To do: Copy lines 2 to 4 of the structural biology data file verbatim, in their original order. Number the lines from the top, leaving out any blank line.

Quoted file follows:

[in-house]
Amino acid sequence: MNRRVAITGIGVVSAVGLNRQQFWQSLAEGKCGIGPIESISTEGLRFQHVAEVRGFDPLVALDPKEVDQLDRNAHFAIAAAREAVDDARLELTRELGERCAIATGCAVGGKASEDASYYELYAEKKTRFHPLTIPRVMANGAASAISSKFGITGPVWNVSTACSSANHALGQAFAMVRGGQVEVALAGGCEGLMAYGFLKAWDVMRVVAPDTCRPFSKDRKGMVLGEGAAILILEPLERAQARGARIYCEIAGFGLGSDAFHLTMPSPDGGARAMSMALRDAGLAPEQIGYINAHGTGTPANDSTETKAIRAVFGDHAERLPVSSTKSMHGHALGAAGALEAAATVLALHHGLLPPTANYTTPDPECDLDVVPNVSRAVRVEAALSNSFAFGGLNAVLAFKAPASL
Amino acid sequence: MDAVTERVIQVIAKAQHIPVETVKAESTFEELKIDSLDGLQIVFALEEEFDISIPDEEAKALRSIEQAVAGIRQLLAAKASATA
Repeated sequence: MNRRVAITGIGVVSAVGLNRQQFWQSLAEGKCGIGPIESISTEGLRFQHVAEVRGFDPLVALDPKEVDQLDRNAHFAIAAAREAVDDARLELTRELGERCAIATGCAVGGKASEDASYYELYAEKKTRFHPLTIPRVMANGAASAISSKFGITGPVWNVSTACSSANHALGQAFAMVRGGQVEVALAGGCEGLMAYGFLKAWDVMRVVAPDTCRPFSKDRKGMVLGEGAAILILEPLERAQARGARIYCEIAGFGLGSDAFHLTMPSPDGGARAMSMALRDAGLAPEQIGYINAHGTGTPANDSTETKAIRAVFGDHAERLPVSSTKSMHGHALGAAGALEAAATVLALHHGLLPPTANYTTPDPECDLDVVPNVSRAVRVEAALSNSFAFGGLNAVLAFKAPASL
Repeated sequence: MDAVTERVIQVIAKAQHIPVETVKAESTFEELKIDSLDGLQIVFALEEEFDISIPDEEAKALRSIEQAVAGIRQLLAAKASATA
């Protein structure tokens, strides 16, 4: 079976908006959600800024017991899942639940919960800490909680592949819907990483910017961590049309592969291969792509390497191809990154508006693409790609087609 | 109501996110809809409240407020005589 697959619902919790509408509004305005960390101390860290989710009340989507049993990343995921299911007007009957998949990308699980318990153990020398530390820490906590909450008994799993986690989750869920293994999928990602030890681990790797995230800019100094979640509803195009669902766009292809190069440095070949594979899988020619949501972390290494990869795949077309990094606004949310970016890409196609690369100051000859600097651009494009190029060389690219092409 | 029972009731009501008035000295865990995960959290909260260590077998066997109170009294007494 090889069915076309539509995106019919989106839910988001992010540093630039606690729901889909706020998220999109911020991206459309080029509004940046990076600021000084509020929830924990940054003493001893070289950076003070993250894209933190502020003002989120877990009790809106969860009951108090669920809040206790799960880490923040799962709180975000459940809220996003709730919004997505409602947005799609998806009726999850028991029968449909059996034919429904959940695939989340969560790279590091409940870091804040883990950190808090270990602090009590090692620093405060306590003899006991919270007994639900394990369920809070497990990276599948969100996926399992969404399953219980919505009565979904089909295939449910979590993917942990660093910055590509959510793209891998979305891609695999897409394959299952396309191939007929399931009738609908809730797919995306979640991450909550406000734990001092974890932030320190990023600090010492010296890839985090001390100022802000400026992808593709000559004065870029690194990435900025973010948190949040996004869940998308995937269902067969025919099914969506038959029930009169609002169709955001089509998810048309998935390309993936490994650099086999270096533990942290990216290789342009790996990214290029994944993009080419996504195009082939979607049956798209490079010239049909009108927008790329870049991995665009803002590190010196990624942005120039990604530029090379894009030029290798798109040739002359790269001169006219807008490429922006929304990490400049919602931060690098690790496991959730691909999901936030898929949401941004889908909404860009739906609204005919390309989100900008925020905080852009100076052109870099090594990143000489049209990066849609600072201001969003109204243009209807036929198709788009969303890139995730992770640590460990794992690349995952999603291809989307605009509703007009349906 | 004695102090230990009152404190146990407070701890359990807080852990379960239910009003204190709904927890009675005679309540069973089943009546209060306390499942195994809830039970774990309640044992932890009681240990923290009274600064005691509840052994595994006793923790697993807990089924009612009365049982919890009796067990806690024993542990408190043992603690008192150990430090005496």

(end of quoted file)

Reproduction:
Amino acid sequence: MNRRVAITGIGVVSAVGLNRQQFWQSLAEGKCGIGPIESISTEGLRFQHVAEVRGFDPLVALDPKEVDQLDRNAHFAIAAAREAVDDARLELTRELGERCAIATGCAVGGKASEDASYYELYAEKKTRFHPLTIPRVMANGAASAISSKFGITGPVWNVSTACSSANHALGQAFAMVRGGQVEVALAGGCEGLMAYGFLKAWDVMRVVAPDTCRPFSKDRKGMVLGEGAAILILEPLERAQARGARIYCEIAGFGLGSDAFHLTMPSPDGGARAMSMALRDAGLAPEQIGYINAHGTGTPANDSTETKAIRAVFGDHAERLPVSSTKSMHGHALGAAGALEAAATVLALHHGLLPPTANYTTPDPECDLDVVPNVSRAVRVEAALSNSFAFGGLNAVLAFKAPASL
Amino acid sequence: MDAVTERVIQVIAKAQHIPVETVKAESTFEELKIDSLDGLQIVFALEEEFDISIPDEEAKALRSIEQAVAGIRQLLAAKASATA
Repeated sequence: MNRRVAITGIGVVSAVGLNRQQFWQSLAEGKCGIGPIESISTEGLRFQHVAEVRGFDPLVALDPKEVDQLDRNAHFAIAAAREAVDDARLELTRELGERCAIATGCAVGGKASEDASYYELYAEKKTRFHPLTIPRVMANGAASAISSKFGITGPVWNVSTACSSANHALGQAFAMVRGGQVEVALAGGCEGLMAYGFLKAWDVMRVVAPDTCRPFSKDRKGMVLGEGAAILILEPLERAQARGARIYCEIAGFGLGSDAFHLTMPSPDGGARAMSMALRDAGLAPEQIGYINAHGTGTPANDSTETKAIRAVFGDHAERLPVSSTKSMHGHALGAAGALEAAATVLALHHGLLPPTANYTTPDPECDLDVVPNVSRAVRVEAALSNSFAFGGLNAVLAFKAPASL